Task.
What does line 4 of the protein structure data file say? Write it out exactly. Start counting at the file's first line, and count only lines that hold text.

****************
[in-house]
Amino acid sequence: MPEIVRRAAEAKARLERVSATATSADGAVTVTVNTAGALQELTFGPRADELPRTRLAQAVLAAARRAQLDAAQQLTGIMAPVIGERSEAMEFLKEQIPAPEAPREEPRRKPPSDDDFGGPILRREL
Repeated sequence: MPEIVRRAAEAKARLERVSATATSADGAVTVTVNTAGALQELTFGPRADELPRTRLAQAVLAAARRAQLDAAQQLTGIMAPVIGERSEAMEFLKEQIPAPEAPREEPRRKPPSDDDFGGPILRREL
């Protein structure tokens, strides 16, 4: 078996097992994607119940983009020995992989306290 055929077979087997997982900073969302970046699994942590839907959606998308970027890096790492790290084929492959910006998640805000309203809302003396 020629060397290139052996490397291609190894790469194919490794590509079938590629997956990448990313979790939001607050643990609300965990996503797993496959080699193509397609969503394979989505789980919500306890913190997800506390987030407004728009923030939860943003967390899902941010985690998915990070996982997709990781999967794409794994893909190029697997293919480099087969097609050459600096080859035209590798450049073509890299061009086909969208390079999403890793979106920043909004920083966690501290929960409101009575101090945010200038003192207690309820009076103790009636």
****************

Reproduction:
């Protein structure tokens, strides 16, 4: 078996097992994607119940983009020995992989306290 055929077979087997997982900073969302970046699994942590839907959606998308970027890096790492790290084929492959910006998640805000309203809302003396 020629060397290139052996490397291609190894790469194919490794590509079938590629997956990448990313979790939001607050643990609300965990996503797993496959080699193509397609969503394979989505789980919500306890913190997800506390987030407004728009923030939860943003967390899902941010985690998915990070996982997709990781999967794409794994893909190029697997293919480099087969097609050459600096080859035209590798450049073509890299061009086909969208390079999403890793979106920043909004920083966690501290929960409101009575101090945010200038003192207690309820009076103790009636």